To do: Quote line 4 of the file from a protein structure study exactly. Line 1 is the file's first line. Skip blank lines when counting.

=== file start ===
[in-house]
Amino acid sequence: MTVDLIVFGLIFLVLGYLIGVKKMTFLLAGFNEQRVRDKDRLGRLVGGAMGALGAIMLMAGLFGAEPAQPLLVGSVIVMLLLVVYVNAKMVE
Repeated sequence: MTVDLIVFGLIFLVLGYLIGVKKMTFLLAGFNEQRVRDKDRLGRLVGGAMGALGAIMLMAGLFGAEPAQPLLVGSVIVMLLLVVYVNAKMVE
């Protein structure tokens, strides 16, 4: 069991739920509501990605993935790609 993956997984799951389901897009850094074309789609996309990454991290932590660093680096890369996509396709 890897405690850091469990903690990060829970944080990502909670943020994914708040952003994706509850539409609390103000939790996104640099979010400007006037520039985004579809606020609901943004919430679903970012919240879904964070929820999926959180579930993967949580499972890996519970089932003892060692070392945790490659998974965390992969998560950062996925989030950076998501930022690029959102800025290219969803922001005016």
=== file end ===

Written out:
């Protein structure tokens, strides 16, 4: 069991739920509501990605993935790609 993956997984799951389901897009850094074309789609996309990454991290932590660093680096890369996509396709 890897405690850091469990903690990060829970944080990502909670943020994914708040952003994706509850539409609390103000939790996104640099979010400007006037520039985004579809606020609901943004919430679903970012919240879904964070929820999926959180579930993967949580499972890996519970089932003892060692070392945790490659998974965390992969998560950062996925989030950076998501930022690029959102800025290219969803922001005016």